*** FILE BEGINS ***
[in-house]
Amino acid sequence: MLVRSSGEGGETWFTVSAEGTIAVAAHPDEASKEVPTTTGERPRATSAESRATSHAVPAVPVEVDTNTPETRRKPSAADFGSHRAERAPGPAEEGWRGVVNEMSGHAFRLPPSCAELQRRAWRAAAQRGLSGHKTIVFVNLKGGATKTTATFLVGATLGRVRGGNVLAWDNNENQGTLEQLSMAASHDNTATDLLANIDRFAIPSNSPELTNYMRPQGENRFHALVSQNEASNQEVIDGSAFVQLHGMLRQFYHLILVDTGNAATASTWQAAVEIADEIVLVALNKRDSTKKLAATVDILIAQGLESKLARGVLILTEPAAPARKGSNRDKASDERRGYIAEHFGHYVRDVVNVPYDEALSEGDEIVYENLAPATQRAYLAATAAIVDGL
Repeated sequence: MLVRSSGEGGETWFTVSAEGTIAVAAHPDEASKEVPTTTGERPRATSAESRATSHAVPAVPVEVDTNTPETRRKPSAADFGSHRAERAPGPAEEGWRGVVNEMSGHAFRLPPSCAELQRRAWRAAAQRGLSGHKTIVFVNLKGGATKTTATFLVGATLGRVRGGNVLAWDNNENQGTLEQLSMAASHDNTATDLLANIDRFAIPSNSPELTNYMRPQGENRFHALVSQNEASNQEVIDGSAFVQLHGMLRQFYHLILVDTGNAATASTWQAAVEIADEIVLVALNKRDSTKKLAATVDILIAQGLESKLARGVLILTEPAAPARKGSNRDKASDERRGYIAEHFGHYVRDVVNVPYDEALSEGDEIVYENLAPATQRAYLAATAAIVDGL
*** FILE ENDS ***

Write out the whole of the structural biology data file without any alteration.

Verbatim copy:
[in-house]
Amino acid sequence: MLVRSSGEGGETWFTVSAEGTIAVAAHPDEASKEVPTTTGERPRATSAESRATSHAVPAVPVEVDTNTPETRRKPSAADFGSHRAERAPGPAEEGWRGVVNEMSGHAFRLPPSCAELQRRAWRAAAQRGLSGHKTIVFVNLKGGATKTTATFLVGATLGRVRGGNVLAWDNNENQGTLEQLSMAASHDNTATDLLANIDRFAIPSNSPELTNYMRPQGENRFHALVSQNEASNQEVIDGSAFVQLHGMLRQFYHLILVDTGNAATASTWQAAVEIADEIVLVALNKRDSTKKLAATVDILIAQGLESKLARGVLILTEPAAPARKGSNRDKASDERRGYIAEHFGHYVRDVVNVPYDEALSEGDEIVYENLAPATQRAYLAATAAIVDGL
Repeated sequence: MLVRSSGEGGETWFTVSAEGTIAVAAHPDEASKEVPTTTGERPRATSAESRATSHAVPAVPVEVDTNTPETRRKPSAADFGSHRAERAPGPAEEGWRGVVNEMSGHAFRLPPSCAELQRRAWRAAAQRGLSGHKTIVFVNLKGGATKTTATFLVGATLGRVRGGNVLAWDNNENQGTLEQLSMAASHDNTATDLLANIDRFAIPSNSPELTNYMRPQGENRFHALVSQNEASNQEVIDGSAFVQLHGMLRQFYHLILVDTGNAATASTWQAAVEIADEIVLVALNKRDSTKKLAATVDILIAQGLESKLARGVLILTEPAAPARKGSNRDKASDERRGYIAEHFGHYVRDVVNVPYDEALSEGDEIVYENLAPATQRAYLAATAAIVDGL